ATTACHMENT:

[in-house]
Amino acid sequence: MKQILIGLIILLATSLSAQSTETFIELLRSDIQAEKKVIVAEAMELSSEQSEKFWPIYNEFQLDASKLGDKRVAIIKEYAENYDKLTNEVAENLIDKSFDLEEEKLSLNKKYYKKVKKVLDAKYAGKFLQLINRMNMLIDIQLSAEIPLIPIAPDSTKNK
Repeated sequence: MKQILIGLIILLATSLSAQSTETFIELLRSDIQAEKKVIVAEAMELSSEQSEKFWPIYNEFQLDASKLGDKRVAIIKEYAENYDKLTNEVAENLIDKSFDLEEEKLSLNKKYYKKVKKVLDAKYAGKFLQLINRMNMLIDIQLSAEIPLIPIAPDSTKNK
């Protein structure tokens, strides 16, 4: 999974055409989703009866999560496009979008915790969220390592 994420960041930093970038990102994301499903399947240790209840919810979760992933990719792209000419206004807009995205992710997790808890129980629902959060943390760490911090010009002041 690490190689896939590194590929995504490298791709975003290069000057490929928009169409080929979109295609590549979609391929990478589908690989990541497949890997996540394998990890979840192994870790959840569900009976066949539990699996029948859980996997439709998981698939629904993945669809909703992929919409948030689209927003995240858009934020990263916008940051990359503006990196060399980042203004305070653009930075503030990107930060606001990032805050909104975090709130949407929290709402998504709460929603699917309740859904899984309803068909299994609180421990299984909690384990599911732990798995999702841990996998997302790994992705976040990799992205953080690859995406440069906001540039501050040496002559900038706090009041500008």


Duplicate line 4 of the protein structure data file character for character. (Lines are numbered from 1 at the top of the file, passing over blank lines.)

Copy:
């Protein structure tokens, strides 16, 4: 999974055409989703009866999560496009979008915790969220390592 994420960041930093970038990102994301499903399947240790209840919810979760992933990719792209000419206004807009995205992710997790808890129980629902959060943390760490911090010009002041 690490190689896939590194590929995504490298791709975003290069000057490929928009169409080929979109295609590549979609391929990478589908690989990541497949890997996540394998990890979840192994870790959840569900009976066949539990699996029948859980996997439709998981698939629904993945669809909703992929919409948030689209927003995240858009934020990263916008940051990359503006990196060399980042203004305070653009930075503030990107930060606001990032805050909104975090709130949407929290709402998504709460929603699917309740859904899984309803068909299994609180421990299984909690384990599911732990798995999702841990996998997302790994992705976040990799992205953080690859995406440069906001540039501050040496002559900038706090009041500008």